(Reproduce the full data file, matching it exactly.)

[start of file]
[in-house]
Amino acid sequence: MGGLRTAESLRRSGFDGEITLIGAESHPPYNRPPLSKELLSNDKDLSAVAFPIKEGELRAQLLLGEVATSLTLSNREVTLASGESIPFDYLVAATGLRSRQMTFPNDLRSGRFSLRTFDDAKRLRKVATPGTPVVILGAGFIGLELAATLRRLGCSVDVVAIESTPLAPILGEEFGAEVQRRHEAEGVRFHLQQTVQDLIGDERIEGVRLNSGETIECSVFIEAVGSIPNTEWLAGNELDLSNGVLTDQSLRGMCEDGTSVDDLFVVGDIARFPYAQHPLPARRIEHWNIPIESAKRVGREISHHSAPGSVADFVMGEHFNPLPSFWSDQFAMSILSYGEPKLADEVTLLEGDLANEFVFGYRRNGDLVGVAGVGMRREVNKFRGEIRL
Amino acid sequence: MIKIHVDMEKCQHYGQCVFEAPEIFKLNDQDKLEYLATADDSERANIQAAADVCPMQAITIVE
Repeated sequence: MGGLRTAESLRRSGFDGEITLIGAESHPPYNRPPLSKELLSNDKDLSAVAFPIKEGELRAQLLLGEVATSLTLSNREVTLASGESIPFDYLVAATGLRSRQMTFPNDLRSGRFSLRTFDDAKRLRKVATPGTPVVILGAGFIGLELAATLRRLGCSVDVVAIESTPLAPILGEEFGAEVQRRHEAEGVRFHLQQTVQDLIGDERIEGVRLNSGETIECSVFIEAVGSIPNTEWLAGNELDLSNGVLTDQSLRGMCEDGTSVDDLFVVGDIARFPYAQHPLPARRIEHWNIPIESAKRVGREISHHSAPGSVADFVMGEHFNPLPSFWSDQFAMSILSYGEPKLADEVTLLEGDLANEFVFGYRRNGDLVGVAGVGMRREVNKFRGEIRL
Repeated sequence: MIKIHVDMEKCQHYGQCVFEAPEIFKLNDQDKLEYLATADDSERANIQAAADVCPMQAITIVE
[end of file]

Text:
[in-house]
Amino acid sequence: MGGLRTAESLRRSGFDGEITLIGAESHPPYNRPPLSKELLSNDKDLSAVAFPIKEGELRAQLLLGEVATSLTLSNREVTLASGESIPFDYLVAATGLRSRQMTFPNDLRSGRFSLRTFDDAKRLRKVATPGTPVVILGAGFIGLELAATLRRLGCSVDVVAIESTPLAPILGEEFGAEVQRRHEAEGVRFHLQQTVQDLIGDERIEGVRLNSGETIECSVFIEAVGSIPNTEWLAGNELDLSNGVLTDQSLRGMCEDGTSVDDLFVVGDIARFPYAQHPLPARRIEHWNIPIESAKRVGREISHHSAPGSVADFVMGEHFNPLPSFWSDQFAMSILSYGEPKLADEVTLLEGDLANEFVFGYRRNGDLVGVAGVGMRREVNKFRGEIRL
Amino acid sequence: MIKIHVDMEKCQHYGQCVFEAPEIFKLNDQDKLEYLATADDSERANIQAAADVCPMQAITIVE
Repeated sequence: MGGLRTAESLRRSGFDGEITLIGAESHPPYNRPPLSKELLSNDKDLSAVAFPIKEGELRAQLLLGEVATSLTLSNREVTLASGESIPFDYLVAATGLRSRQMTFPNDLRSGRFSLRTFDDAKRLRKVATPGTPVVILGAGFIGLELAATLRRLGCSVDVVAIESTPLAPILGEEFGAEVQRRHEAEGVRFHLQQTVQDLIGDERIEGVRLNSGETIECSVFIEAVGSIPNTEWLAGNELDLSNGVLTDQSLRGMCEDGTSVDDLFVVGDIARFPYAQHPLPARRIEHWNIPIESAKRVGREISHHSAPGSVADFVMGEHFNPLPSFWSDQFAMSILSYGEPKLADEVTLLEGDLANEFVFGYRRNGDLVGVAGVGMRREVNKFRGEIRL
Repeated sequence: MIKIHVDMEKCQHYGQCVFEAPEIFKLNDQDKLEYLATADDSERANIQAAADVCPMQAITIVE